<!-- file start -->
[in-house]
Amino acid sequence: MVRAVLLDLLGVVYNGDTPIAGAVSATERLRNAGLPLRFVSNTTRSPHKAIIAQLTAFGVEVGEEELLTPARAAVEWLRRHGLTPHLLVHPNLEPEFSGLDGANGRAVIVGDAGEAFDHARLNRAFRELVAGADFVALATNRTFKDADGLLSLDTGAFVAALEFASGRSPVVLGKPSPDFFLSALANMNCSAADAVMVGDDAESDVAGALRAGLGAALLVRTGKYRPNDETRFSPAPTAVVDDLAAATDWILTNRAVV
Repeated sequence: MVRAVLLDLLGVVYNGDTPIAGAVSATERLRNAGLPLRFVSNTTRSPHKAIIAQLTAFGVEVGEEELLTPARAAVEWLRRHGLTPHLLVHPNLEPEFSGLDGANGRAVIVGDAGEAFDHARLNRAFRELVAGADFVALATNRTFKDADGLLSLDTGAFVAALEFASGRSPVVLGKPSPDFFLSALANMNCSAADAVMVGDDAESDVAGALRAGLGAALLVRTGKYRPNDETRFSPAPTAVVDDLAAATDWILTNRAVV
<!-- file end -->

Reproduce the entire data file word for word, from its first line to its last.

[in-house]
Amino acid sequence: MVRAVLLDLLGVVYNGDTPIAGAVSATERLRNAGLPLRFVSNTTRSPHKAIIAQLTAFGVEVGEEELLTPARAAVEWLRRHGLTPHLLVHPNLEPEFSGLDGANGRAVIVGDAGEAFDHARLNRAFRELVAGADFVALATNRTFKDADGLLSLDTGAFVAALEFASGRSPVVLGKPSPDFFLSALANMNCSAADAVMVGDDAESDVAGALRAGLGAALLVRTGKYRPNDETRFSPAPTAVVDDLAAATDWILTNRAVV
Repeated sequence: MVRAVLLDLLGVVYNGDTPIAGAVSATERLRNAGLPLRFVSNTTRSPHKAIIAQLTAFGVEVGEEELLTPARAAVEWLRRHGLTPHLLVHPNLEPEFSGLDGANGRAVIVGDAGEAFDHARLNRAFRELVAGADFVALATNRTFKDADGLLSLDTGAFVAALEFASGRSPVVLGKPSPDFFLSALANMNCSAADAVMVGDDAESDVAGALRAGLGAALLVRTGKYRPNDETRFSPAPTAVVDDLAAATDWILTNRAVV